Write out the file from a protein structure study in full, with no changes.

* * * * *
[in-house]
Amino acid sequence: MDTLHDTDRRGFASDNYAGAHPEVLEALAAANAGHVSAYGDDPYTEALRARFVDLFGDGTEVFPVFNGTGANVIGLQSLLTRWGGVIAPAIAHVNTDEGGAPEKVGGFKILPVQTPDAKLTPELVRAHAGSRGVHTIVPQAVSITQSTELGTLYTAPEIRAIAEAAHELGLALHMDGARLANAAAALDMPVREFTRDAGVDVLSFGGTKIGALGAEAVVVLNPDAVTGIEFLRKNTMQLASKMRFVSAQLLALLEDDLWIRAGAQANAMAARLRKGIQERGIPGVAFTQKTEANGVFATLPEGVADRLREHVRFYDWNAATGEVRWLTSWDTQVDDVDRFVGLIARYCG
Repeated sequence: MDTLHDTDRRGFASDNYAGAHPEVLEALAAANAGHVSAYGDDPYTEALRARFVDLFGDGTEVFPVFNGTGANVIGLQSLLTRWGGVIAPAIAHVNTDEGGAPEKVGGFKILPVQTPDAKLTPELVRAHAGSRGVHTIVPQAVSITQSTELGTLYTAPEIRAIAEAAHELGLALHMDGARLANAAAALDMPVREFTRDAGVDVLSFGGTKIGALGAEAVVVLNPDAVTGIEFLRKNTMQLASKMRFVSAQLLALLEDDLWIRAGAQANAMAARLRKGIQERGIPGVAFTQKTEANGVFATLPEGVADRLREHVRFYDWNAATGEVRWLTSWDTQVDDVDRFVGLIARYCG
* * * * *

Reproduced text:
[in-house]
Amino acid sequence: MDTLHDTDRRGFASDNYAGAHPEVLEALAAANAGHVSAYGDDPYTEALRARFVDLFGDGTEVFPVFNGTGANVIGLQSLLTRWGGVIAPAIAHVNTDEGGAPEKVGGFKILPVQTPDAKLTPELVRAHAGSRGVHTIVPQAVSITQSTELGTLYTAPEIRAIAEAAHELGLALHMDGARLANAAAALDMPVREFTRDAGVDVLSFGGTKIGALGAEAVVVLNPDAVTGIEFLRKNTMQLASKMRFVSAQLLALLEDDLWIRAGAQANAMAARLRKGIQERGIPGVAFTQKTEANGVFATLPEGVADRLREHVRFYDWNAATGEVRWLTSWDTQVDDVDRFVGLIARYCG
Repeated sequence: MDTLHDTDRRGFASDNYAGAHPEVLEALAAANAGHVSAYGDDPYTEALRARFVDLFGDGTEVFPVFNGTGANVIGLQSLLTRWGGVIAPAIAHVNTDEGGAPEKVGGFKILPVQTPDAKLTPELVRAHAGSRGVHTIVPQAVSITQSTELGTLYTAPEIRAIAEAAHELGLALHMDGARLANAAAALDMPVREFTRDAGVDVLSFGGTKIGALGAEAVVVLNPDAVTGIEFLRKNTMQLASKMRFVSAQLLALLEDDLWIRAGAQANAMAARLRKGIQERGIPGVAFTQKTEANGVFATLPEGVADRLREHVRFYDWNAATGEVRWLTSWDTQVDDVDRFVGLIARYCG